Contrary to the opinion some people have of it, tea makes a manly Father’s Day gift. Considering all they do for us, father’s certainly need an uplifting cup of this centuries-old brew. Yes, it’s once again time to look into your tea gift options. They’re not as limited as you might think.
Father’s Day in the U.S. hasn’t been around as long as Mother’s Day. The idea was first proposed in 1909 by Sonora Dodd but wasn’t established as an official, nationally-observed day in the U.S. until 1972 (people still observed it, but not officially). Instead of setting an exact date, the 3rd Sunday in June was selected, ensuring that, like Mother’s Day, you could always celebrate dear old dad on a weekend.
Just like Mother’s Day, the world round celebrates Father’s Day, not always on the same date, though. Portugal and Spain celebrate it in March, Germany in April or May (40 days after Easter), Taiwan and Brazil in August, Australia and New Zealand in September, and so on. The earliest record of fathers being celebrated was found in the ruins of Babylon (the country, not the TV show).
Speaking of TV shows, we’ve all been influenced by them since the TV became a household feature. From Ward Cleaver, Andy Taylor, Mike Brady, and Dr. Huxtable to Homer Simpson, Tim “The Tool Man” Taylor, Ray Barone, and Tony Soprano, our image of fathers and their role in our lives have been greatly impacted. From the super competent and understanding to the totally inept or downright dangerous, they have been iconic images of fatherhood. Time to strip away the icons and see Dad as he really is — human.
Dads mow lawns, change diapers, climb ladders to clear leaf-clogged gutters and get balls off of roofs, and even fix dinner for the kids when Mom is tired or sick or stuck at the office. At least those are the sorts of things my dad did, except when he was working hard for the money to pay for it all.
No wonder dads need tea gifts!
Even if your dad isn’t the kind to appreciate a porcelain tea set, you can get him a manly-looking teapot, such as a stainless steel Franklin teapot. It has a “Robby the Robot” style to it. Of course, the tried and true Brown Betty is another possibility, sturdy and very utilitarian. Don’t forget cast iron teapots, great for heating the water and steeping the tea all in one vessel. Maybe one of the Sadler Collectible teapots, such as Shakespeare’s Cottage (a man who knew how to say what he thought and wasn’t embarrassed to wear tights) or the Henry VIII Character teapot (maybe if he’d gotten a nice Father’s Day gift, he wouldn’t have been causing his wives to lose their heads). Many dads drink coffee as well as tea. A French Press can work for both beverages, and its sleek glass and chrome styling has a very manly appeal.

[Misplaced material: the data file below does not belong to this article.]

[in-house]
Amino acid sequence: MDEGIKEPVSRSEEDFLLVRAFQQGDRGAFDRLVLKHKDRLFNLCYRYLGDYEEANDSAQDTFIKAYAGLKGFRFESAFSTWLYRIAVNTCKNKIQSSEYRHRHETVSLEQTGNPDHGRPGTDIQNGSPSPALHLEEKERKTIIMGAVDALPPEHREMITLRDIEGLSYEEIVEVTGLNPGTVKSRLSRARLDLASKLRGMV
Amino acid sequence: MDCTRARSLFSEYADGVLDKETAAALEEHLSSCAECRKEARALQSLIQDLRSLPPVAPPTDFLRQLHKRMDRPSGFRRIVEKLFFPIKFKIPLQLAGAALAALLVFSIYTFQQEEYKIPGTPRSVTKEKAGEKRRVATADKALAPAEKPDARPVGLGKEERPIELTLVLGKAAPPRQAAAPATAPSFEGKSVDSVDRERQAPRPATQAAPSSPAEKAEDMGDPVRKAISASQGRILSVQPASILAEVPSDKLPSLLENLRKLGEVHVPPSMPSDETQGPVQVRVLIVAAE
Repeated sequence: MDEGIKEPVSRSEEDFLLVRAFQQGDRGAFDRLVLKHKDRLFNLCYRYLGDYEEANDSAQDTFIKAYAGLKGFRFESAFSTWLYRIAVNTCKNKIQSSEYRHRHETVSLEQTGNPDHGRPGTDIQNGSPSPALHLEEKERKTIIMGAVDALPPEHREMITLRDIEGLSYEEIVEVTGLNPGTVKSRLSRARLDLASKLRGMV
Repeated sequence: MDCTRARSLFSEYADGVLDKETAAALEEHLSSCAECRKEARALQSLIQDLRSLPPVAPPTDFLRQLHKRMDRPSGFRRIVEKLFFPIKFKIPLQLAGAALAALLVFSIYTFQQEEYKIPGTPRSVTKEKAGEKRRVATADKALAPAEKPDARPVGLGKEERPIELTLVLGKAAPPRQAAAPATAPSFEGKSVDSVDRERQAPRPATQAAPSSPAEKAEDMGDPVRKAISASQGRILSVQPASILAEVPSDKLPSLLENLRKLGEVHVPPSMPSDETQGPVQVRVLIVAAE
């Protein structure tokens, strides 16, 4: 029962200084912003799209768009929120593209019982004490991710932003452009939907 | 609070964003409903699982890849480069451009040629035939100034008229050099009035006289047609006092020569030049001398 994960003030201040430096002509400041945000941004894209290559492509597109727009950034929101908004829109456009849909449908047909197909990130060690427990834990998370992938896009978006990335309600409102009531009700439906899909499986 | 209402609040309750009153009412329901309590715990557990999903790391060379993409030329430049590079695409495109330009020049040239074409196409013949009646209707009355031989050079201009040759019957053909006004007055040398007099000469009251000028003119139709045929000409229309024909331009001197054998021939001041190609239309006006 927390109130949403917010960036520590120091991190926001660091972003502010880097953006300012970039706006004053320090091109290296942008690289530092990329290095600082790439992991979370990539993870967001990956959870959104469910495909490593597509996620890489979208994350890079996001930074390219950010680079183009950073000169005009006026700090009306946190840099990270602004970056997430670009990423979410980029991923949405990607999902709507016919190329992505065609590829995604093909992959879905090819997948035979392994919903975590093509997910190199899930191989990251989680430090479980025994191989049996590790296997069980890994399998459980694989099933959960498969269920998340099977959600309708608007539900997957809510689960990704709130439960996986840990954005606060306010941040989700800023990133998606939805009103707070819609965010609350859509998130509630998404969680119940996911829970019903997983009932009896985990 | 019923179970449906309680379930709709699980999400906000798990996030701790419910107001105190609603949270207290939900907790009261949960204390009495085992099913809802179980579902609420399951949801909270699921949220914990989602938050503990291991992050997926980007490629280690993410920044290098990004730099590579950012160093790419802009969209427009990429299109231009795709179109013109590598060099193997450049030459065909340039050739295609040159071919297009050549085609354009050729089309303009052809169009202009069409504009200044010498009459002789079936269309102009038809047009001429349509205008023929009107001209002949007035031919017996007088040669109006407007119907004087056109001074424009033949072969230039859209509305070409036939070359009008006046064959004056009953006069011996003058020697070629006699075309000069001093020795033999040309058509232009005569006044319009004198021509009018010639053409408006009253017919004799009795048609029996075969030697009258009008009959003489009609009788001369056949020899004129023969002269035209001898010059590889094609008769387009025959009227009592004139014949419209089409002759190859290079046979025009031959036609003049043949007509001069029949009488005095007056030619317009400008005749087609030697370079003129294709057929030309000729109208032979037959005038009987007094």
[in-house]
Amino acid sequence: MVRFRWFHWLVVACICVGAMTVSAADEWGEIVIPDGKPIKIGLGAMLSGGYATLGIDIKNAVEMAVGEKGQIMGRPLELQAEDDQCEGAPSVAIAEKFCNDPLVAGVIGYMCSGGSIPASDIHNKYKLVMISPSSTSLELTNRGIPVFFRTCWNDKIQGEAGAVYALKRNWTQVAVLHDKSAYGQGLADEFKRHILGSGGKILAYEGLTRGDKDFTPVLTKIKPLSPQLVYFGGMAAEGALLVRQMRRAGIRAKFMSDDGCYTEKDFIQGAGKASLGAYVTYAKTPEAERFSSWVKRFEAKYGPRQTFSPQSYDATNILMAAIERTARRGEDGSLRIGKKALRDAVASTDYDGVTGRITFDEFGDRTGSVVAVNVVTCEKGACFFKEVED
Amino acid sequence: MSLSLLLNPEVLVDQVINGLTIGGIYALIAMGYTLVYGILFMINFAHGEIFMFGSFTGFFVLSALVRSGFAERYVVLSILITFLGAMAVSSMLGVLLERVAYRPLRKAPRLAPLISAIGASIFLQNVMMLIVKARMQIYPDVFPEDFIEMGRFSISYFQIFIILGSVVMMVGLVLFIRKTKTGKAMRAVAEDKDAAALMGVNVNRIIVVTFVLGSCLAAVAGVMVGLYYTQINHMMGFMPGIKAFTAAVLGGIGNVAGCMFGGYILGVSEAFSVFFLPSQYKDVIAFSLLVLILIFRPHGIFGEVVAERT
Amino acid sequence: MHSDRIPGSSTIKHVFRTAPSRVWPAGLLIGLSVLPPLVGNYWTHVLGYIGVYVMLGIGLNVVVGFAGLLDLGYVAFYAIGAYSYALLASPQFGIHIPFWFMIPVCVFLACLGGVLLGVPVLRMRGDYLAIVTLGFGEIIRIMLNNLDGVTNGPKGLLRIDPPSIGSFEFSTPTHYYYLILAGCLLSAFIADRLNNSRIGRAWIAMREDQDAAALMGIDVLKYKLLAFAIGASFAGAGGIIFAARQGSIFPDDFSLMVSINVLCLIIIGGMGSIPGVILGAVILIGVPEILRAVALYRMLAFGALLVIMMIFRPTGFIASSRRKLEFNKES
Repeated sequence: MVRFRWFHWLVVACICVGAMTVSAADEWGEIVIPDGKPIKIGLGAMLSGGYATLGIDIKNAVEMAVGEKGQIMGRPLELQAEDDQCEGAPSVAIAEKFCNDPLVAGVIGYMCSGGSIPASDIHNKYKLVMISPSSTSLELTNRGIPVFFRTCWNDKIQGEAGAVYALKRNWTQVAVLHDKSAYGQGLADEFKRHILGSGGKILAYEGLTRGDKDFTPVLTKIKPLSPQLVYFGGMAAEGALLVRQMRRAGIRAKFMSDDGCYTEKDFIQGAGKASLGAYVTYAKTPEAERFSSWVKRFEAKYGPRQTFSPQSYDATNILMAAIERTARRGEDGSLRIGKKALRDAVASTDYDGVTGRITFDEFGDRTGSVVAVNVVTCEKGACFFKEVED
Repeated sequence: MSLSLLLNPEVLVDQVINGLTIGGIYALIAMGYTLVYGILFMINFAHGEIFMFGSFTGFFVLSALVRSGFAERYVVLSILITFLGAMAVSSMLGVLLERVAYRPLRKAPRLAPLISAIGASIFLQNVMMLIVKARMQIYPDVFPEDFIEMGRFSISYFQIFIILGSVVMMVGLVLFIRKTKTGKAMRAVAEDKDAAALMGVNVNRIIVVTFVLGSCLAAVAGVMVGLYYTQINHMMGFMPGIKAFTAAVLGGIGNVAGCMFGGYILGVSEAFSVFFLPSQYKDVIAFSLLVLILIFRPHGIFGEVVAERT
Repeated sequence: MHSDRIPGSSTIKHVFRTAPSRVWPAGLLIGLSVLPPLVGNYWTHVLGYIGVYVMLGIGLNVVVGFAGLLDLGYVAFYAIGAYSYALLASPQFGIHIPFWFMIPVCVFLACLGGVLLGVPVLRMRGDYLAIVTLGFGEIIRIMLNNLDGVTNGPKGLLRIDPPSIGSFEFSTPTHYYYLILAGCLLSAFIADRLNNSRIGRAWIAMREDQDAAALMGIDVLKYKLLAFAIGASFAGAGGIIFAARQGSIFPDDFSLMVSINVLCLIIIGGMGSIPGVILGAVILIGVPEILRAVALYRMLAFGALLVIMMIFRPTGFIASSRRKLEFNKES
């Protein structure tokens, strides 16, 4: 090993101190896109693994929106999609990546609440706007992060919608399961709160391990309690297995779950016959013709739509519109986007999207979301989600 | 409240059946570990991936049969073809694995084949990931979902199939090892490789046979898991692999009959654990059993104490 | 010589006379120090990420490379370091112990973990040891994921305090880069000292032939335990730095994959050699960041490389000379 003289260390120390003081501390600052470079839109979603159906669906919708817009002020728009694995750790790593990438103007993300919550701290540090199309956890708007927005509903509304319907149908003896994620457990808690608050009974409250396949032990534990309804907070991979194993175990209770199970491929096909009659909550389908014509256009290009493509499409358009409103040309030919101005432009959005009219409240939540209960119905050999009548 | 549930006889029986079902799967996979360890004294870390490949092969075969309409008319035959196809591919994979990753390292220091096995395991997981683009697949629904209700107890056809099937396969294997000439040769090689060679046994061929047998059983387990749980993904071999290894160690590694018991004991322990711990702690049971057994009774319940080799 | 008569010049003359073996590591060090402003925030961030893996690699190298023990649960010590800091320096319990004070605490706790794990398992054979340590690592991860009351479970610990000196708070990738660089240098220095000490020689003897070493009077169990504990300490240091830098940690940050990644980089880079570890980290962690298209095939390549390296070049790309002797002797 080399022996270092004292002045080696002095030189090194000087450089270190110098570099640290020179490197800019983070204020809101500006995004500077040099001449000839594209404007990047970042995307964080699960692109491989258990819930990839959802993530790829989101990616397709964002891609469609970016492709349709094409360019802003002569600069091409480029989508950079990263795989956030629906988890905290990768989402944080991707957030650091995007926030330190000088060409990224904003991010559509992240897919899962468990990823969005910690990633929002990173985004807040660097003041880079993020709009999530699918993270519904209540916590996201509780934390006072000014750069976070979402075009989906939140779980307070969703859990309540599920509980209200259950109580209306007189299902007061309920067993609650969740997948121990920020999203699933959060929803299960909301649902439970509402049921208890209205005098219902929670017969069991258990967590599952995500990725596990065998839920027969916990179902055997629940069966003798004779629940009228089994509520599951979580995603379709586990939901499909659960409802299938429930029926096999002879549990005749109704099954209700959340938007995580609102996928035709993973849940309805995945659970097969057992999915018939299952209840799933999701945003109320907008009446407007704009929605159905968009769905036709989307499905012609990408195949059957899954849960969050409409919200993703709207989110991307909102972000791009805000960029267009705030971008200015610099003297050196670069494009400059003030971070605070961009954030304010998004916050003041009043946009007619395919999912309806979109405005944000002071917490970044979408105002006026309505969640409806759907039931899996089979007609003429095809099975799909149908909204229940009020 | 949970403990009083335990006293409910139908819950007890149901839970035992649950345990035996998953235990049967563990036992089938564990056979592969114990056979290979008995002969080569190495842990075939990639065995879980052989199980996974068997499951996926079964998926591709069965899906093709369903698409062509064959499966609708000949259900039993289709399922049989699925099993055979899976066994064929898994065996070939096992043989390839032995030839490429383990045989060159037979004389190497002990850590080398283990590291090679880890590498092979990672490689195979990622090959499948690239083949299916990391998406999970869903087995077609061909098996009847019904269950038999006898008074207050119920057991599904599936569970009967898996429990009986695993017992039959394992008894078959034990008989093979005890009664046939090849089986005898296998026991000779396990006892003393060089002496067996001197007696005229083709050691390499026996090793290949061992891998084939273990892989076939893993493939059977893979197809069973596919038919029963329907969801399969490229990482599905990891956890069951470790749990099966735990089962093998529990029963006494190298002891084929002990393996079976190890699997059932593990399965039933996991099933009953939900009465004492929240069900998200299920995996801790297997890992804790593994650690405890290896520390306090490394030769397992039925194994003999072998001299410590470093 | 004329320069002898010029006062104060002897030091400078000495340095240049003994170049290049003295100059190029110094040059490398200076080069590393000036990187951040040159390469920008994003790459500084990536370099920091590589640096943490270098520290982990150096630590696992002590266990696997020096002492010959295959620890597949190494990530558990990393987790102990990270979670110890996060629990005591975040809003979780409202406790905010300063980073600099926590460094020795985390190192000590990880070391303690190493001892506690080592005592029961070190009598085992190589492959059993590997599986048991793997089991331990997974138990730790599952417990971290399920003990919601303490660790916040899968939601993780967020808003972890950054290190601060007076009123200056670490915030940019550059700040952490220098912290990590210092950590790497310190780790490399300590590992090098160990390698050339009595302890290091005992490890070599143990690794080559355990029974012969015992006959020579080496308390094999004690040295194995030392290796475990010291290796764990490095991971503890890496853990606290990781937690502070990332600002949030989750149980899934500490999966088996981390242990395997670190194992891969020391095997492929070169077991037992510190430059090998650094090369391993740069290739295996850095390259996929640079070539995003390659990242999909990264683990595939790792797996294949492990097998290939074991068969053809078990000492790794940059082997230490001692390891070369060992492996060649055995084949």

Pick a pot, then surround it with dad-like goodies, all arranged in a dad-like basket, and wrap it up to keep the suspense. What are dad-like goodies? Something substantial that he can get a good grip on and sink his teeth into and some hearty tea to go with it. Scones come to mind, along with lemon curd, marmalade and other yummies to spread on them. Irish Breakfast tea (basically, Assam) or some classic Earl Grey will wash it all down and give Dad a real lift to carry him through his busy day. Throw a few chocolates into the basket so he can take them along with him for a quick treat when his energy starts to lag.
So, join in with children around the world in celebrating your father with a card and a tea gift basket. Bravo!
Don’t forget to check out A.C.’s blog, Tea Time with A.C. Cargill!